Coach, we have a keeper this month.
Very rarely do I get ‘excited’ to reach industry research. In all honesty, it’s boring. The exception? When you find a study that applies directly to your coaching practice.
This review focuses on a study conducted on the relationship between eccentric strength and joint stiffness in maximum velocity sprinting.
Chalk this one up as a win for the nerdy Performance Coaches!
As always, for those new to the show, here’s how these blog posts break down…I am going to test my ability to read and crush the entire article. In this case a ‘brief’ review on maximum strength and change of direction ability. Once done, I am going to write a summary of the article in to these three parts.
Part 1: What we know.
This is going to explain what the research was looking to study, how they studied it, and why you should care.
Part 2: Any comments or concerns about what the study is showing?
Sometimes the best research study looks so good on paper, but then when you dive in you see that it was done on olympic athletes, or was sponsored by a specific company, or something else that can throw a major red flag on its effectiveness in practical use. Alas, that is what we are for here at Parisi HQ
Part 3: How can I use this?
This part is going to explain practical applications of the research. Typically research is lab based and can be hard to replicate when you’re a Performance Coach on a budget. I’m going to do my best to break down how you can actually apply this research to you coaching
For the grammar nerds, here is the article in a pretty clean MLA format…iif you click on the citation it will take you to the full article.
Jamie Douglas, Simon Pearson, Angus Ross & Mike McGuigan (2020) Reactive and eccentric strength contribute to stiffness regulation during maximum velocity sprinting in team sport athletes and highly trained sprinters, Journal of Sports Sciences, 38:1, 29-37, DOI: 10.1080/02640414.2019.1678363
What we know.
We know this study is awesome. Here’s the details.
This study explored reactive and eccentric strength as they relate to stiffness regulation during maximum velocity sprinting. This study took it one step further and used team sport athletes compared with highly trained sprinters.
More on this in the next section…
Thirteen team sport athletes and eleven highly trained sprinters were recruited for the study. Maximum velocity was measured using radar, and stiffness regulation was calculated from modeled vertical and leg spring stiffness. Reactive strength (RSI) was determined from a 0.50 m drop jump, and an eccentric back squat was used to assess maximum isoinertial (constant load) eccentric force.
The outcomes- you may need to read through this twice…
Trained sprinters attained a higher Vmax than team sport athletes. This was due to a briefer contact time and higher vertical stiffness.
Trained sprinters exhibited a moderately higher RSI through a shorter and more forceful ground contact phase.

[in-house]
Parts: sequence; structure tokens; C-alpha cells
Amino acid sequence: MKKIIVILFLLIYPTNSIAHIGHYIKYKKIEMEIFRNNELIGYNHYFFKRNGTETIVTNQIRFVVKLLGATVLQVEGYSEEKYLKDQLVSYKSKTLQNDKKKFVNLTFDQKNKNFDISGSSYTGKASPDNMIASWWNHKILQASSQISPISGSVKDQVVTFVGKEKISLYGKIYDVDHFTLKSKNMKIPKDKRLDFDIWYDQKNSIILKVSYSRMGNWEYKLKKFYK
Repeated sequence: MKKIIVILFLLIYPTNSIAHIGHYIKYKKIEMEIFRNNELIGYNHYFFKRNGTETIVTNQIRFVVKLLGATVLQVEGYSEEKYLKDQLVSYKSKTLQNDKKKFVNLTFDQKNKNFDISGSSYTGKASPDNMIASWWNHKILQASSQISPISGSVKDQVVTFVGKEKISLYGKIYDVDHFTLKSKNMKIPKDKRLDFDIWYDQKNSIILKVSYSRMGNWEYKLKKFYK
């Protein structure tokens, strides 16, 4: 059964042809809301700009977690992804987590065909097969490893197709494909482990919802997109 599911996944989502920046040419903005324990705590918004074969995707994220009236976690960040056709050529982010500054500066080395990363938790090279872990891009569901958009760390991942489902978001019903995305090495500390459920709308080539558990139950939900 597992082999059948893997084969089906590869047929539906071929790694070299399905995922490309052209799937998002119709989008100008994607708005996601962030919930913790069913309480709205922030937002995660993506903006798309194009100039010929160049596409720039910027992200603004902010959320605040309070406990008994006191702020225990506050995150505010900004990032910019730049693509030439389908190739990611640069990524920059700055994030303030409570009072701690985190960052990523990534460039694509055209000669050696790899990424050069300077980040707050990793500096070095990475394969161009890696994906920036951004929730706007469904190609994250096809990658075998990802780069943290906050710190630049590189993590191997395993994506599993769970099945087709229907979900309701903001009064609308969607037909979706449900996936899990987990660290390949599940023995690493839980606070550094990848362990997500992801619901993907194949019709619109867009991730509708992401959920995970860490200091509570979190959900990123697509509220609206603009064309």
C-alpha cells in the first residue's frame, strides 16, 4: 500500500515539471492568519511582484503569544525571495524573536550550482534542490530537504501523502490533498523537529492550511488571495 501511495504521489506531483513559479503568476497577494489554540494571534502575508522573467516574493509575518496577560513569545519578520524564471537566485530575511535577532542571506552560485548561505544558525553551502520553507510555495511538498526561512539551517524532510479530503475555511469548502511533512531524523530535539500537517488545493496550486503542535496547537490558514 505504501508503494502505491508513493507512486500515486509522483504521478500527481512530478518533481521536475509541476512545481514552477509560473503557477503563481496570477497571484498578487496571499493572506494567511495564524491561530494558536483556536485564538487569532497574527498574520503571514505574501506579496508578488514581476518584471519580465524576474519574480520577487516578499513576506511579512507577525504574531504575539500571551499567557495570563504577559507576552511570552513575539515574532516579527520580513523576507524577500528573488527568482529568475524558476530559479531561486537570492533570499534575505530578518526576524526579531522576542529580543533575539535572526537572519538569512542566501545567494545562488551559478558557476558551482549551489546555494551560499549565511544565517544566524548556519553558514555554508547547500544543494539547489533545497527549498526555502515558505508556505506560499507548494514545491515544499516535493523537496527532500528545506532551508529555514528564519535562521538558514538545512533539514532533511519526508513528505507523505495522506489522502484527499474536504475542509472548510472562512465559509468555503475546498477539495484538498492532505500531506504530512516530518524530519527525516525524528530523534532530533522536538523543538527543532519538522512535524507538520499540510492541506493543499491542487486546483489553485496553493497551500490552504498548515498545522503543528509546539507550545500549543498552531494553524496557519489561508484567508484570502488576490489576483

Isoinertial eccentric force was largely correlated with Vmax, but only moderately correlated with vertical stiffness. Reactive and eccentric strength contribute to the ability to regulate leg spring stiffness at maximum velocity, and the attainment of faster sprinting speeds in highly trained sprinters versus team sport athletes.
Last point…this study validates that stiffness is a task-specific neuromuscular skill, reinforcing the importance of specificity in the development of sprint performance.
Any comments or concerns about what the study is showing?
Wow, what a study. I actually think this one was conducted very well. I was surprised to read that the researchers compared sprinters to team sport athletes- something that I think is a curiosity of many Performance Coaches, especially since sprinters display the pinnacle of speed.
What I really liked about this study is that they used isoinertial load for the back squat. This might seem like a big word, but isoinertial means the athletes were tested in such a way that a constant load was used. As the athlete dropped in to triple flexion, there were no mechanical advantages playing a role on the load variance. In short, it’s just a nice extra step to maintain testing integrity and accuracy.
How can I use this?
If you want to get fast, you need to sprint. Just like displaying efforts of maximum strength is a skill- i.e. neuro-recruitment- displaying maximum speed is a skill- i.e. it’s still a high neuro-recruitment activity.
What was unexpected, and is something that I will be looking to learn more about, is eccentric strength being correlated with higher maximum velocity. Though that was not the main outcome of this study, because we were able to see a strong correlation, it’s something we as Performance Coaches can implement in to our training sessions. It’s also a training method that is relatively safe to implement with a wide variety of athlete ages and skills.
What a study!